A pending I-526 petition does not confer any sort of immigration status on the filer of the petition. Therefore, a prospective EB-5 investor who is awaiting adjudication results from United States Citizenship and Immigration Services (USCIS) on their I-526 petition and wishes to enter and stay in the United States is best served applying for a separate nonimmigrant visa.
If the EB-5 investor wishes to stay in the United States temporarily as a visitor while their I-526 petition is pending, a number of nonimmigrant visas are available. The most common include the B-1, issued primarily for short-term business trips, and the B-2, for traveling and tourism purposes. Investors should note that these visas do not carry dual intent and, as such, because the EB-5 investor’s pending I-526 petition is indicative of their long-term desire to relocate permanently to the United States, applying for one of these nonimmigrant visas will require considerable evidence that their entry is strictly temporary.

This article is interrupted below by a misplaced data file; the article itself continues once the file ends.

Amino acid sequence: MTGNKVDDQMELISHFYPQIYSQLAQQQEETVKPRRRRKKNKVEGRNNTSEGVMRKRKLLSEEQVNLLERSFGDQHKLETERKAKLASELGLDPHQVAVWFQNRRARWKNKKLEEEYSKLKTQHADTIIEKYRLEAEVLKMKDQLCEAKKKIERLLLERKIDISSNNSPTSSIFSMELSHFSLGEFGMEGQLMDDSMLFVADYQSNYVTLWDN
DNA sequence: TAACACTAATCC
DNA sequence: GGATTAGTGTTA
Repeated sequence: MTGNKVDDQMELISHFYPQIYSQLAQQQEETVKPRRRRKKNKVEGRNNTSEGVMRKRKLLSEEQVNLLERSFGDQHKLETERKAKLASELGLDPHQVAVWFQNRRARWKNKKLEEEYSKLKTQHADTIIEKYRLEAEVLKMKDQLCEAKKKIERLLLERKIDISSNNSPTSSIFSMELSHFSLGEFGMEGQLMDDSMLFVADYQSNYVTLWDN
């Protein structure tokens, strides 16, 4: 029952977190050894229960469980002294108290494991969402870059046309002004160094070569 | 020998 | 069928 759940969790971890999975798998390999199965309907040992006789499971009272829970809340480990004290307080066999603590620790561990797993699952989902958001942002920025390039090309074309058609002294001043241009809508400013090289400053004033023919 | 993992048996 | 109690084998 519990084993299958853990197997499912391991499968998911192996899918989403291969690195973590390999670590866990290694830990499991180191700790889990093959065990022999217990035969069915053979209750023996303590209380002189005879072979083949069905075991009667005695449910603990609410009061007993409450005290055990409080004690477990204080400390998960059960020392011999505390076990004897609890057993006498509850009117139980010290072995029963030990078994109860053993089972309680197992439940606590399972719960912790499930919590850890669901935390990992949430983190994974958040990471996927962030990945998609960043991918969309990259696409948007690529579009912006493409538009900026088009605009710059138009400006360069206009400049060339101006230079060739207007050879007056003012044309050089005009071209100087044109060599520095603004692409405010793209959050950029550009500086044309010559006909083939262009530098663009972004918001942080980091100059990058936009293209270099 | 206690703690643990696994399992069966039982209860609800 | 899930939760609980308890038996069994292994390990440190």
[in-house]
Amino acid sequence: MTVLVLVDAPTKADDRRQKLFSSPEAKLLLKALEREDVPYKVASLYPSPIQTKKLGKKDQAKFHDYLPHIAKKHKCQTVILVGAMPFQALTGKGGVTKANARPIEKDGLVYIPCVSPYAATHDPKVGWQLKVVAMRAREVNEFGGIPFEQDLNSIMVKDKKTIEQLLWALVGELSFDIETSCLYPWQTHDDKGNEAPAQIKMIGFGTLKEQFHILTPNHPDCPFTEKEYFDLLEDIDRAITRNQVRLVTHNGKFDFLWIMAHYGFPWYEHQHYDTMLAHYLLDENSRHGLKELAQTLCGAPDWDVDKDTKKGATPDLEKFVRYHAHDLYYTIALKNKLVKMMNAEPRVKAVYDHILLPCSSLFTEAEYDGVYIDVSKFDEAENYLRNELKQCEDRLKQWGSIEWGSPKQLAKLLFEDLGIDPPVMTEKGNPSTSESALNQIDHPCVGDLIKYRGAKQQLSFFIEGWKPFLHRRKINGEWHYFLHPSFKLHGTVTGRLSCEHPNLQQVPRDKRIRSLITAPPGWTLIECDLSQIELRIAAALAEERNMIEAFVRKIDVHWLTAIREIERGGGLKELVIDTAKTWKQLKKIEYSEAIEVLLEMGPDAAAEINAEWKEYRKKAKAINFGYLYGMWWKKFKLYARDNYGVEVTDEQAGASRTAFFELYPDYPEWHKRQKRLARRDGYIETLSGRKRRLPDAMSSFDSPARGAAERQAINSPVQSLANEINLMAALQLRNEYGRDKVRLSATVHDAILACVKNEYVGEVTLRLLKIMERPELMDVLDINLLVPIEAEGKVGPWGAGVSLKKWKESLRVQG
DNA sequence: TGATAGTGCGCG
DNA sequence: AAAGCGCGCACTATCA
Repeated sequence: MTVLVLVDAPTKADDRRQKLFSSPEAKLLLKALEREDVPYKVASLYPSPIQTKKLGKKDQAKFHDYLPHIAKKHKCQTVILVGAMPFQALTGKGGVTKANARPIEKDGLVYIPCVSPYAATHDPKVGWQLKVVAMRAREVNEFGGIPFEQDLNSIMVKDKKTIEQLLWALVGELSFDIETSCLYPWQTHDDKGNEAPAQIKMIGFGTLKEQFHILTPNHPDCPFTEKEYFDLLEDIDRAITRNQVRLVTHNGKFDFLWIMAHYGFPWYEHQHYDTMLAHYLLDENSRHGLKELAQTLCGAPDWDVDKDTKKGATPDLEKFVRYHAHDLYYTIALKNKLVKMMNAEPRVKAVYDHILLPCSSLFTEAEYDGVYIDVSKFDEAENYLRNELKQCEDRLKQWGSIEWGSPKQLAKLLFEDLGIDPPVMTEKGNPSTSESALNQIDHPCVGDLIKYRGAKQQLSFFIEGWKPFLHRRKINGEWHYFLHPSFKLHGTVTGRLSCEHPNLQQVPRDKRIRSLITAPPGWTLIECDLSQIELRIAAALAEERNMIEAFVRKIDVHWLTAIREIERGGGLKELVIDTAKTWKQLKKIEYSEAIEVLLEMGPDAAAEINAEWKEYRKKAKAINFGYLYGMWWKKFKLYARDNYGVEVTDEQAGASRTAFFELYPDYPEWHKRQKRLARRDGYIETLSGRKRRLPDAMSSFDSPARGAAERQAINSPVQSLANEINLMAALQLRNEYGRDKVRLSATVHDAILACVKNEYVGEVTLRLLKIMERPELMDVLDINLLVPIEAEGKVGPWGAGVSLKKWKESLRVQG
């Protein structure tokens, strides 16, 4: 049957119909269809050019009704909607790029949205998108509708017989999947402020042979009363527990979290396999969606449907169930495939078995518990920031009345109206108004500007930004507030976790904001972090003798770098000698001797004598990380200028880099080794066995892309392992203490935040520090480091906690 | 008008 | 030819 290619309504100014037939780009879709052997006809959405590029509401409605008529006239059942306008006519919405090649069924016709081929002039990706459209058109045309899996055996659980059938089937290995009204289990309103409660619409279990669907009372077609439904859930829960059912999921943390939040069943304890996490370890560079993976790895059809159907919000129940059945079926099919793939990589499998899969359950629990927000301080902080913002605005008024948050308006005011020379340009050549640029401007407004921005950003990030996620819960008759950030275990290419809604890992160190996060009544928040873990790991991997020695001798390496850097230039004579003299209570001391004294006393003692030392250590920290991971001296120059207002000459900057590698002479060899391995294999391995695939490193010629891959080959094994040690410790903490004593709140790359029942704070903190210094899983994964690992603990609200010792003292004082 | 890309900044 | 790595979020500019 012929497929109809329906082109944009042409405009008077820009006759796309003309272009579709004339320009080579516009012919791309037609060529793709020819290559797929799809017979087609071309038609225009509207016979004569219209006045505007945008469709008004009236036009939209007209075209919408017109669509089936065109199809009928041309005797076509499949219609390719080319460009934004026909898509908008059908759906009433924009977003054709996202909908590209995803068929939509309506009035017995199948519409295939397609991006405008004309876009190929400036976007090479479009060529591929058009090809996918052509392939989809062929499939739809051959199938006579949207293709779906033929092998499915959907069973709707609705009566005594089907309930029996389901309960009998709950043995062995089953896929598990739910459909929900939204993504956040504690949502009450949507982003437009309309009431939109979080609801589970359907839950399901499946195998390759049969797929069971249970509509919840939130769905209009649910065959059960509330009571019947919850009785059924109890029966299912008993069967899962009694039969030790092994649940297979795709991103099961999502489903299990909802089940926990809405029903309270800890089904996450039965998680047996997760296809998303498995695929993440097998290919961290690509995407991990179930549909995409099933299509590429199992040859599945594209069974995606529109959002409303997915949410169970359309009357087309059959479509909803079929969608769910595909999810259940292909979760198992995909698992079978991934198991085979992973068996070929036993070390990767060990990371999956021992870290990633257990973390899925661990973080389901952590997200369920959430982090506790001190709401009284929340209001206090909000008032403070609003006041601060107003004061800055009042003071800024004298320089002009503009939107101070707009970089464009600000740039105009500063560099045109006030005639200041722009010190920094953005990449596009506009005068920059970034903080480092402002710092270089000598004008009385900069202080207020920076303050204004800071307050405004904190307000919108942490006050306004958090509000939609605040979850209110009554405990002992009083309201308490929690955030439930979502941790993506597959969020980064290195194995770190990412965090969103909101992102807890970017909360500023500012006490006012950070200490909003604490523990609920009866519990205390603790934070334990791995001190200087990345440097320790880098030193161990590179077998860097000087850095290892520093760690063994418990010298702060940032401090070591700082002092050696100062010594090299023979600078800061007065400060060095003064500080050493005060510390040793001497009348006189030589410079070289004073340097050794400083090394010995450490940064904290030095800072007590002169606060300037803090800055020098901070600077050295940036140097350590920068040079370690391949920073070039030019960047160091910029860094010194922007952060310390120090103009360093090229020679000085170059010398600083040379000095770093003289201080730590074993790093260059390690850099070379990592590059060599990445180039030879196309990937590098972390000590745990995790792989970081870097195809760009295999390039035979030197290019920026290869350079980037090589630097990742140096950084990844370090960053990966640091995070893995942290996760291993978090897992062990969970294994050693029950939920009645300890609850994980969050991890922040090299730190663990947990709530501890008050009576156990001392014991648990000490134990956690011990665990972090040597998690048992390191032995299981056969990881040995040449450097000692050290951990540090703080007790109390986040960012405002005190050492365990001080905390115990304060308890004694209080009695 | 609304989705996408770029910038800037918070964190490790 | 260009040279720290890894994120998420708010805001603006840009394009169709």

Most EB-5 investors intend to permanently relocate to the United States, so they should ideally obtain a nonimmigrant visa that holds dual intent. Certain visas, such as the H-1B and the L-1 visa, hold dual intent and will allow the EB-5 investor to remain in the United States with a pending I-526 petition. If the investor acquires a nonimmigrant visa without dual intent, they will likely have to acquire the visa before filing Form I-526, and they run the risk of being unable to renew the visa while their I-526 petition is being processed.
If a prospective EB-5 investor wishes to enter and remain in the United States during consular processing of their I-526 petition, they should plan ahead and apply for a nonimmigrant visa, ideally one that holds dual intent. Investors should seek counsel from an experienced immigration attorney if they have any questions about the required qualifications for a nonimmigrant visa.